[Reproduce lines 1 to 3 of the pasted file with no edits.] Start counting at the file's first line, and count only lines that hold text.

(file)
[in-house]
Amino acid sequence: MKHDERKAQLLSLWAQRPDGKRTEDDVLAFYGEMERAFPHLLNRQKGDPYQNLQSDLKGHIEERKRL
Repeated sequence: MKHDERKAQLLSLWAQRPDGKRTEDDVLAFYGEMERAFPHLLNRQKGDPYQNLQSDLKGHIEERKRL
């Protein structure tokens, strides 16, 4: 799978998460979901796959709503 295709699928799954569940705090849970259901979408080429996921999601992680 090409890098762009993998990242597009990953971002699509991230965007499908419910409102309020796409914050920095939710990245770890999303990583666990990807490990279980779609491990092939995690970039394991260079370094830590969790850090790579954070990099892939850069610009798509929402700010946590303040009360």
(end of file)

[in-house]
Amino acid sequence: MKHDERKAQLLSLWAQRPDGKRTEDDVLAFYGEMERAFPHLLNRQKGDPYQNLQSDLKGHIEERKRL
Repeated sequence: MKHDERKAQLLSLWAQRPDGKRTEDDVLAFYGEMERAFPHLLNRQKGDPYQNLQSDLKGHIEERKRL